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Spending Bill Provision Would Provide Big Boost To Party Fundraising

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Spending Bill Provision Would Provide Big Boost To Party Fundraising

Politics

Spending Bill Provision Would Provide Big Boost To Party Fundraising

Spending Bill Provision Would Provide Big Boost To Party Fundraising

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  • <iframe src="https://www.npr.org/player/embed/369902500/369902501" width="100%" height="290" frameborder="0" scrolling="no" title="NPR embedded audio player">
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The 1,600-page omnibus spending bill includes language that raises contribution limits to the national party committees, bringing them above the realm of merely wealthy donors. Under the provision, donors can give a party a total of $778,000 — each year, an eight-fold increase.

ROBERT SIEGEL, HOST:

There are several new provisions tucked into the trillion-dollar spending bill that Congress is set to approve. This is the one that will prevent a government shutdown. And we're going to peel back one of the provisions in the bill. It creates new opportunities for big-dollar fundraising for the Democratic and Republican Parties.

NPR's Peter Overby reports.

PETER OVERBY, BYLINE: Look at it one way and this change would ease the fundraising rules that have crippled the budgets of the party committees. Look at it another way and it means a donor of sufficient means could give the party establishment about $778,000 each year. That's eight times the current limit. Lisa Gilbert is director of Congress Watch, a division of the liberal advocacy group, Public Citizen.

LISA GILBERT: It, you know, once again empowers the richest and will drown out every-day Americans who want to participate.

OVERBY: The provision goes to the heart of a debate that began a dozen years ago with passage of the last campaign finance overhaul. Back then, liberals wanted to drive corrupting big money out of the political parties. Conservatives said the big money wasn't corrupting and the overhaul drove it to outside groups, which was a bad thing. Then came the Supreme Court's Citizens United ruling and other court decisions, setting off the rush of super PACs and secret money political groups, nearly all of them outside the party organizations.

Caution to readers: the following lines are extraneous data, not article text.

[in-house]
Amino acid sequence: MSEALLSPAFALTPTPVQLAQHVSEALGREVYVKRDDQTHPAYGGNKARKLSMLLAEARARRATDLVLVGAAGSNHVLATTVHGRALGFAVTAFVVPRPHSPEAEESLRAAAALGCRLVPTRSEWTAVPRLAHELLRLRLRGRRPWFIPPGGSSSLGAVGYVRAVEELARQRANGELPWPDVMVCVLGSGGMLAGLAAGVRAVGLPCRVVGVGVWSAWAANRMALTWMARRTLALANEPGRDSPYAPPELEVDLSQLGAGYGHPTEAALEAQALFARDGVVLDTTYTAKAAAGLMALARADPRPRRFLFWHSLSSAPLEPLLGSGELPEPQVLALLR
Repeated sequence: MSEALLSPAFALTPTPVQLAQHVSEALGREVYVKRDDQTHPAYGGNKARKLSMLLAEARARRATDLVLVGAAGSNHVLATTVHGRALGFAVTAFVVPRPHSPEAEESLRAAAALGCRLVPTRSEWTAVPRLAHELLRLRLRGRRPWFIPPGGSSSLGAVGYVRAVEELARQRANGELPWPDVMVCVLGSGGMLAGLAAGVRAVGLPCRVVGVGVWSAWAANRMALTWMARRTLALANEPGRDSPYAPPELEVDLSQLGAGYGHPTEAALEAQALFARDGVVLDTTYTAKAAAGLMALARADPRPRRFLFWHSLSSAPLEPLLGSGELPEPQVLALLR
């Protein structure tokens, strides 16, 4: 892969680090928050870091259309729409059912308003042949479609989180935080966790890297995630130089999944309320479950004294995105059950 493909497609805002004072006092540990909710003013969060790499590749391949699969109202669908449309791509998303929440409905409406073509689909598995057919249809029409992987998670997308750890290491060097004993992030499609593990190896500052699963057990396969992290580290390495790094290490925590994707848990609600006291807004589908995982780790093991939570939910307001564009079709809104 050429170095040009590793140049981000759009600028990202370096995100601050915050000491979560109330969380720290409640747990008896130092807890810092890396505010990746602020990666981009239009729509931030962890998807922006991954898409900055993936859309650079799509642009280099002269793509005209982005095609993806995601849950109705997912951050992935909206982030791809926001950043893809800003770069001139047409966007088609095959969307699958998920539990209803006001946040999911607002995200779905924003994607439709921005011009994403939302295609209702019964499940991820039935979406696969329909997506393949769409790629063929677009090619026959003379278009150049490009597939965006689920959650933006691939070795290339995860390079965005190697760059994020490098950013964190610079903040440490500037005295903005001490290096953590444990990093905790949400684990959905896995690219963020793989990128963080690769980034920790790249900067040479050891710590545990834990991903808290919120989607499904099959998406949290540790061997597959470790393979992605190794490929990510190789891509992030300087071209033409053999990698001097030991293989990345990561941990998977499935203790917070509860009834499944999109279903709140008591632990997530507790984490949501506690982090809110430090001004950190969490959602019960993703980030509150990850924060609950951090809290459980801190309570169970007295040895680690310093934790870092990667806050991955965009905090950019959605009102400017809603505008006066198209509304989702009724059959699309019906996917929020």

Ray La Raja is a political scientist at the University of Massachusetts Amherst.

RAY LA RAJA: Groups were getting involved that we didn't know who they were representing, and where were they getting their money. This changes that.

OVERBY: He points out that parties have to disclose their donors, while many outside groups do not. Here's how the new provision works - each party has three committees in Washington - the national committee, Senatorial campaign committee and House campaign committee. Under the new language, each committee can create a building account and a fund for recounts. Each party is also allowed to accept $97,200 a year for its presidential nominating convention. That makes up for public financing for conventions, which Congress killed-off back in March.

La Raja says that now the parties will be able to cover basic infrastructure costs.

LA RAJA: They were playing triage before this.

OVERBY: What Lisa Gilbert and her allies object to is the way the new funds are financed. Each new fund comes with its own contribution limit triple the size of the regular contribution to a party committee. And even despite that, Gilbert says donors to outside groups aren't likely to change their giving patterns.

GILBERT: If we see the more money in the parties, I have no doubt that we will see more money in the independent expenditure states as well. It just increases the arms race, increases the overall amount of money in an already too-monied system.

OVERBY: Now Public Citizen and other pro-regulation groups are urging members of Congress to vote no on the whole bill, and so are some conservatives. They see the provision as an attempt to fortify the Republican establishment against intraparty challengers.

Peter Overby, NPR News, Washington.

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